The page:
Wednesday, 9 October 2013


So, today, after making my fourth call to EE about having no phone reception in my own home for the past three weeks, I finally snapped, and instead of asking politely for them to try and remedy the situation, I pointed out that, as a man who works from home, a man who desperately needs his mobile phone, I no longer considered EE to be fulfilling their side of our contract and that I expected them to release me from said contract with absolutely no financial implications. That could well be the longest sentence I have ever written.

The woman on the phone said there was very little chance that they'd be able to meet my demands, so I asked to speak to the EE press office and she immediately capitulated.  So, after fifteen years as a loyal Orange customer, I find myself a free agent again, looking around for the best deal, searching for another multi-national to lure me in with the promise of a shiny new phone.

I was quite surprised at how easily they allowed a long-term customer to throw in the towel, but then again, it's astonishing how rapidly everything went down hill when Orange became EE. Their arrogance and lack of interest in my problem was breathtaking, as was the sheer ineptitude of its staff. I made a note every time I called them over the last week as to how long, in four separate calls, I was kept on hold. The total? 1 hour and 12 minutes! That's a lot of "Prima Donna" by Marina and the Diamonds!

I've spent the entire afternoon in Central London. The lovely Siobhan texted at about 3pm to say she was down from Cov, so I stuck my computer in a bag and rushed down to Soho for tea and a natter, and lovely it was to see her. I walked her to Charing Cross and then sat in another cafe for a couple of hours doing some more work on Brass. I have a meeting with Philippa in the morning who is working as a dramaturg on the project.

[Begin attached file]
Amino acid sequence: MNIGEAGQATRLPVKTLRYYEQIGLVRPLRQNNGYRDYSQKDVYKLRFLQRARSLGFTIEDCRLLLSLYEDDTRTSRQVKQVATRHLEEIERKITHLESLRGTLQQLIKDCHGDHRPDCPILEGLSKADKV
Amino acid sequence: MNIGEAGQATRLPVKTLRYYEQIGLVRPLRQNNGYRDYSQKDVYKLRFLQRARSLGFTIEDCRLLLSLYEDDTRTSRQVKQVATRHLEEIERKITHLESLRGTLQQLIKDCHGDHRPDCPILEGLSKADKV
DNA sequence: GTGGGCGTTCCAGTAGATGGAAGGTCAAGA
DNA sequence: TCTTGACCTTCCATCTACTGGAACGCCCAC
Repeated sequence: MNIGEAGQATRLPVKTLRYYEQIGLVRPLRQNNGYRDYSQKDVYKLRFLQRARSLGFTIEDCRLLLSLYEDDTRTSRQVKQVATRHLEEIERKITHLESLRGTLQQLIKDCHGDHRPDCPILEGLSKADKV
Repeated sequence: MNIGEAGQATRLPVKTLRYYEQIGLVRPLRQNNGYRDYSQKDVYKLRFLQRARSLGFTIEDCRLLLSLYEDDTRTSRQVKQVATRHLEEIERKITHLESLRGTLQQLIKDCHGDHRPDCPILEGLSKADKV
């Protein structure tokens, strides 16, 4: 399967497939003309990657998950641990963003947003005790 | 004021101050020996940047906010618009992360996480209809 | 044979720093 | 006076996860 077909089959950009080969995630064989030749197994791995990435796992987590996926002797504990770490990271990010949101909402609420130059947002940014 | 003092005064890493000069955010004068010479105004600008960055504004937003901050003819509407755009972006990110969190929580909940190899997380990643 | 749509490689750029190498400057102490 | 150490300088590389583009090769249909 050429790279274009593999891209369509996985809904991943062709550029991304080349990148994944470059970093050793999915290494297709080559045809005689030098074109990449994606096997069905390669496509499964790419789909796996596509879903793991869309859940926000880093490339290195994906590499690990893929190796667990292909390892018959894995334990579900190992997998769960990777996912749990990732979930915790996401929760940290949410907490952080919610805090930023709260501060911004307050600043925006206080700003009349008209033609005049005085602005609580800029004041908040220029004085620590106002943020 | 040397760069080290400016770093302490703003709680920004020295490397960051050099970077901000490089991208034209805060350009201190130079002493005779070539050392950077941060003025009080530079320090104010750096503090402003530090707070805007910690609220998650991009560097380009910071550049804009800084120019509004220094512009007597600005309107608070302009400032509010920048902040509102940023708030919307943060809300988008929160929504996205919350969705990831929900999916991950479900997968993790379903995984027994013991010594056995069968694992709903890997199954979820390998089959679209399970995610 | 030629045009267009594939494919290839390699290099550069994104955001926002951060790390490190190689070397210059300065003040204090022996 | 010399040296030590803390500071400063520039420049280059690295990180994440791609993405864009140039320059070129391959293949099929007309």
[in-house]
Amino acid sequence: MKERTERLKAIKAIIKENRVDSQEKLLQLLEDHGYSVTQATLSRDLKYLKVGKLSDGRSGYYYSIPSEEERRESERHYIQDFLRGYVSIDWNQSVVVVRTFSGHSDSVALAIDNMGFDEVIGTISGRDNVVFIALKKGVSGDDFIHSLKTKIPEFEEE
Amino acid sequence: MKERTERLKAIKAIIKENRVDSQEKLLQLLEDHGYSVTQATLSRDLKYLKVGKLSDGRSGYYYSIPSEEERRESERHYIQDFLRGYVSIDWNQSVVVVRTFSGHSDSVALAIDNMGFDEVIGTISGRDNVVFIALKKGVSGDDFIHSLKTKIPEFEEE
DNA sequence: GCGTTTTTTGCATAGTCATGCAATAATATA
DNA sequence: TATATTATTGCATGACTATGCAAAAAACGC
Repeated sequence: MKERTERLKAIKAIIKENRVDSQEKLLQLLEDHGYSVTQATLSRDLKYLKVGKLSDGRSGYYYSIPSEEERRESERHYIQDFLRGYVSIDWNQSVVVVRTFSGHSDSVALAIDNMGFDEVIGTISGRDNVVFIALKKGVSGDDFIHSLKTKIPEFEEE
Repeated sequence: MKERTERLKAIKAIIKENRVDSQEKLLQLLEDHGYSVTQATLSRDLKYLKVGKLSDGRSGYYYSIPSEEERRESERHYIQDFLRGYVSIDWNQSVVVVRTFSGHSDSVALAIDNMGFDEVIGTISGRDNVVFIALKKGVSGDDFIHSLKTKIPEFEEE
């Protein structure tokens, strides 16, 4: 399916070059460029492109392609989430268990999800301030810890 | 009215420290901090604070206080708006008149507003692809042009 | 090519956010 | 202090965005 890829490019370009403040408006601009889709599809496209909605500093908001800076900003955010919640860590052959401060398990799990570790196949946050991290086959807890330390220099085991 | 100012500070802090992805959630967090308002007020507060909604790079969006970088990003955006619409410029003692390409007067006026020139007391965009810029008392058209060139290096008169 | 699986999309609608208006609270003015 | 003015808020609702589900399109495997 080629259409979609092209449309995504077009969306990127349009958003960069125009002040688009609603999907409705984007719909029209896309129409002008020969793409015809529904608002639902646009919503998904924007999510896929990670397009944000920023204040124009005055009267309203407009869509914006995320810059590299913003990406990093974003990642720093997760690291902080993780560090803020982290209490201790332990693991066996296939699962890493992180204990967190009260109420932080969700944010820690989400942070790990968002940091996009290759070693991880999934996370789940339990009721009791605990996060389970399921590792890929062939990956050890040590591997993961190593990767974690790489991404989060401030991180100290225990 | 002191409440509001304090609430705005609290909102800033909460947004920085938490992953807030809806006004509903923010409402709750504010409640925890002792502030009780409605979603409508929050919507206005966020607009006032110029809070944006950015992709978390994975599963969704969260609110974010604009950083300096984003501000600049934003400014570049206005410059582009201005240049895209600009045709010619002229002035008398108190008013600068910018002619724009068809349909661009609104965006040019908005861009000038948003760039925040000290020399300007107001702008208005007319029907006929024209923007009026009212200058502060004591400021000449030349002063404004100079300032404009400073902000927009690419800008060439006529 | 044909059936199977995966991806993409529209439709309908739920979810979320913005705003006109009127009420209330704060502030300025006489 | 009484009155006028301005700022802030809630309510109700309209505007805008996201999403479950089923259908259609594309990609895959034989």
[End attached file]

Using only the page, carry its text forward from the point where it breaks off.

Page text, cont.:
I met Nathan out of the theatre and we went into Soho for drinks with our friend Carey and his partner, John, both of whom are very successful writers in the States. Every time I talk to Carey, I realise how much more seriously the Americans take their musical theatre. It is a TRUE industry over there, where even rank and file creatives can make huge sums of money.

Yanks invest in musicals because they revere the art form. The previews for all new shows are sold out weeks in advance. By comparison, the first preview for From Here to Eternity, was half empty. I don't know what the answer is, but I do know that if Brass takes off in any meaningful way, I'd be foolish not to haul myself over to the States to at least see how things go... There's a limit to how long one can feel ignored!

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